This miscarriage of education has been developed and is being conducted by some of our greatest educators, through a perfectly unconscious adaptation of their own souls to the spirit of the age. The underlying philosophy of these men might be stated as follows: “There is nothing in life nobler than for a man to improve his condition and the condition of his children. Learning is a means to this end.” Such is the current American conception of education. How far we have departed from the idea of education as a search for truth, or as the vehicle of spiritual expression, may be seen herein. The change of creeds has come about innocently, and the consequences involved in it are, as yet, perceived by hardly anyone. The scepticism inherent in the new creed is concealed by its benevolence. You wish to help the American youth. This unfortunate, benighted, ignorant boy, who has from his cradle heard of nothing but business success as the one goal of all human effort, turns to you for instruction. He comes to you in a trusting spirit, with reverence in his heart, and you answer his hope in this wise: ‘Business and social success are the best things that life affords. Come to us, my dear fellow, and we will help you toward them.’ Your son asks you for bread and you give him a stone, for fish and you give him a serpent. It would have been better for that boy if he had never come to your college, for in that case he might have retained a belief that somewhere in the world there existed ideas, art, enthusiasm, unselfishness, inspiring activity.

In so far as our universities have been turning into business agencies, they have naturally lost their imaginative importance. Our professors seem to be of little more consequence in the community than the department managers of other large shops. If learning is a useful commodity which is to be distributed for the personal advantage of the recipients, it is a thing to be paid for rather than to be worshiped. To be sure, the whole of past history cannot be swept away in a day, and we have not wholly discarded a certain conventional and rhetorical reverence for learning. A dash and varnish of education are thought to be desirable,—the wash that is growing every year more thin.

Now, the truth is that the higher education does not advance a man’s personal interests except under special circumstances. What it gives a man is the power of expression; but the ability to express himself has kept many a man poor. Let no one imagine that society is likely to reward him for self-expression in any walk of life. He is much more likely to be punished for it. The question of a man’s success in life depends upon society at large. The more highly an age is educated, the more highly it rewards education in the individual. In an age of indifference to learning, the educated man is at a disadvantage. Thus the thesis that education advances self-interest—that thesis upon which many of our colleges are now being conducted—is substantially false. The little scraps and snatches of true education which a man now gets at college often embarrass his career. Our people are finding this out year by year, and as they do so, they naturally throw the true conception of the higher education overboard. If education is to break down as a commercial asset, what excuse have they for retaining it at all? They will force the colleges to live up to the advertisements and to furnish the kind of education that pays its way. It is clear that if the colleges persist in the utilitarian view, the higher learning will disappear. It has been disappearing very rapidly, and can be restored only through the birth of a new spirit and of a new philosophic attitude in our university life.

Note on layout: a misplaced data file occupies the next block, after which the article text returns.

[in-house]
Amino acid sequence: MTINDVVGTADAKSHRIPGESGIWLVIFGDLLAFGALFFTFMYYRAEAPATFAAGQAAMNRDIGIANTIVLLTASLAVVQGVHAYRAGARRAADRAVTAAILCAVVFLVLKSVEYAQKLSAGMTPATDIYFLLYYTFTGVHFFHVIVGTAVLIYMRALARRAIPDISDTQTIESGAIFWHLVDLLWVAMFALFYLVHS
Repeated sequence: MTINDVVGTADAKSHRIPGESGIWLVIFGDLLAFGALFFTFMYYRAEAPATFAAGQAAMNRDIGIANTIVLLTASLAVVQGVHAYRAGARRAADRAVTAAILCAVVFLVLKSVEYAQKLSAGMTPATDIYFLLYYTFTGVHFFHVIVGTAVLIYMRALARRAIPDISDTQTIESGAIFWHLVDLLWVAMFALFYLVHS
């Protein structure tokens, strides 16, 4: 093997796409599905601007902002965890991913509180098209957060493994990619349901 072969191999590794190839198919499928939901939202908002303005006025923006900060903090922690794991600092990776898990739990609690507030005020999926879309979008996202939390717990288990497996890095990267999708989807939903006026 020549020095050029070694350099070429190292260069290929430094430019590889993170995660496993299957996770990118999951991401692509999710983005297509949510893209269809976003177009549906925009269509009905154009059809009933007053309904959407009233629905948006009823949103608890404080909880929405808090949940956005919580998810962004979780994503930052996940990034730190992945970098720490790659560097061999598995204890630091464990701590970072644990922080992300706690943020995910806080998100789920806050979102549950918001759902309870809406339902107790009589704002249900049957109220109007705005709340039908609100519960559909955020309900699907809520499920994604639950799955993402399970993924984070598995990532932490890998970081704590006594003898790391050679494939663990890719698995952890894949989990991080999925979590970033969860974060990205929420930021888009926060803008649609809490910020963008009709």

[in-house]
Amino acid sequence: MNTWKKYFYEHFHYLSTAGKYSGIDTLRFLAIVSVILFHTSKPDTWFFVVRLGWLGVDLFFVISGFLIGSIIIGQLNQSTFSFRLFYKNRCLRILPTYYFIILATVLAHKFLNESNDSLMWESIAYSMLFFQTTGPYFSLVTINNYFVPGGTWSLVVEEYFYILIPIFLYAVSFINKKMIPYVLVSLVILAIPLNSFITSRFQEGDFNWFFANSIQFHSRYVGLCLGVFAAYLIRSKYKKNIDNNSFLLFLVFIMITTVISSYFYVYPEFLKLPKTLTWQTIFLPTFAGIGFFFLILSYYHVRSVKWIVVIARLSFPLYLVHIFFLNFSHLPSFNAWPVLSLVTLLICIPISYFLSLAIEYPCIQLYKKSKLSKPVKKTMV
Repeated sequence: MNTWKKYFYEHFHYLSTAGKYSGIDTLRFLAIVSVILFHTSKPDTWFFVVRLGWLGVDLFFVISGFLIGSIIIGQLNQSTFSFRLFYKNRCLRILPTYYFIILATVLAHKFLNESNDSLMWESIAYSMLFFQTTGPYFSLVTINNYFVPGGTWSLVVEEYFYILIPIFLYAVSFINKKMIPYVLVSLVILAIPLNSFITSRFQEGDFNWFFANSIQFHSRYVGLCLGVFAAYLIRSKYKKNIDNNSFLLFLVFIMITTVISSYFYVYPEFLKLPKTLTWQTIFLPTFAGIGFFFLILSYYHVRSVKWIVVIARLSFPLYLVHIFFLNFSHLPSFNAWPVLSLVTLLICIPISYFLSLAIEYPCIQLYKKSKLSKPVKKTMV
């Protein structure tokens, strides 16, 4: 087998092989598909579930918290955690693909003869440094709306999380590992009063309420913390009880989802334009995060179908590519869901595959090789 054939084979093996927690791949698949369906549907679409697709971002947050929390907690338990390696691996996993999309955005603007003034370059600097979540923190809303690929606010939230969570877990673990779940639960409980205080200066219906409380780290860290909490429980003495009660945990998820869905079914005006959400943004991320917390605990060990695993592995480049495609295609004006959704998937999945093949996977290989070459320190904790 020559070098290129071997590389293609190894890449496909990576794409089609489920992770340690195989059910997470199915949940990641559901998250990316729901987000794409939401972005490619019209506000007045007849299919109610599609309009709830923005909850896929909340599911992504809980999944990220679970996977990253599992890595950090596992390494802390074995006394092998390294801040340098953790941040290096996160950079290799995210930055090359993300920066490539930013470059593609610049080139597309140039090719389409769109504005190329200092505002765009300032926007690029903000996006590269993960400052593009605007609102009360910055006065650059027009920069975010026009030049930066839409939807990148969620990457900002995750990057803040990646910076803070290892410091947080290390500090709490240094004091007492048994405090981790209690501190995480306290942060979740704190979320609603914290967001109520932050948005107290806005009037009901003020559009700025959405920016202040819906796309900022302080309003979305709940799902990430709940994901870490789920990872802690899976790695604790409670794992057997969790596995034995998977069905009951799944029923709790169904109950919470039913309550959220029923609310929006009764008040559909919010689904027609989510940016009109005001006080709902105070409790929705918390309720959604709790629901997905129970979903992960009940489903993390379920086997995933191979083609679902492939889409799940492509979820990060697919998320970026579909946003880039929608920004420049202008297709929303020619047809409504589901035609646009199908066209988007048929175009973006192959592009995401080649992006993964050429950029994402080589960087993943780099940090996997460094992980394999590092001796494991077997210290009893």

There are ages when the scholar receives recognition during his lifetime and when the paths which lead to his lecture-room are filled with men drawn there by his fame. This situation arises in any epoch when human intellect surges up and asserts itself against tyranny and ignorance. In the past the tyrannies have been political tyrannies, and these have become well understood through the struggles of intellect in the past; but the present commercial tyranny is a new thing and as yet little understood. It lies like a heavy fog of intellectual depression over the whole kingdom of Mammon, and is fed by the smoke from a million factories. The artist works in it, the thinker thinks in it. Even the saint is born in it. The rain of ashes from the nineteenth-century Vesuvius of business seems to be burying all our landscape.

And yet this is not true. We shall emerge: even we who are in America and suffer most. The important points to be watched are our university class-rooms. If our colleges will but allow something unselfish, something that is true for its own sake, something that is part of the history of the human heart and intellect, to live in their class-rooms, the boys will find their way to it. The museum holds the precious urn, to preserve it. The university, in like manner, stands to house the alphabets of civilization—the historic instruments and agencies of intellect. They are all akin to each other as the very name and function of the place imply. The presidents and professors who sit beside the fountains of knowledge bear different labels and teach subjects that are called by various names. But the thing which carries the label is no more than the shell. The life you cannot label; and it is to foster this life that universities exist. Enthusiasm comes out of the world and goes into the university. Toward this point flow the currents of new talent that bubble up in society: here is the meeting-place36 of mind. All that a university does is to give the poppy-seed to the soil, the oil to the lamp, the gold to the rod of glass before it cools. A university brings the spirit in touch with its own language, that language through which it has spoken in former days and through which alone it shall speak again.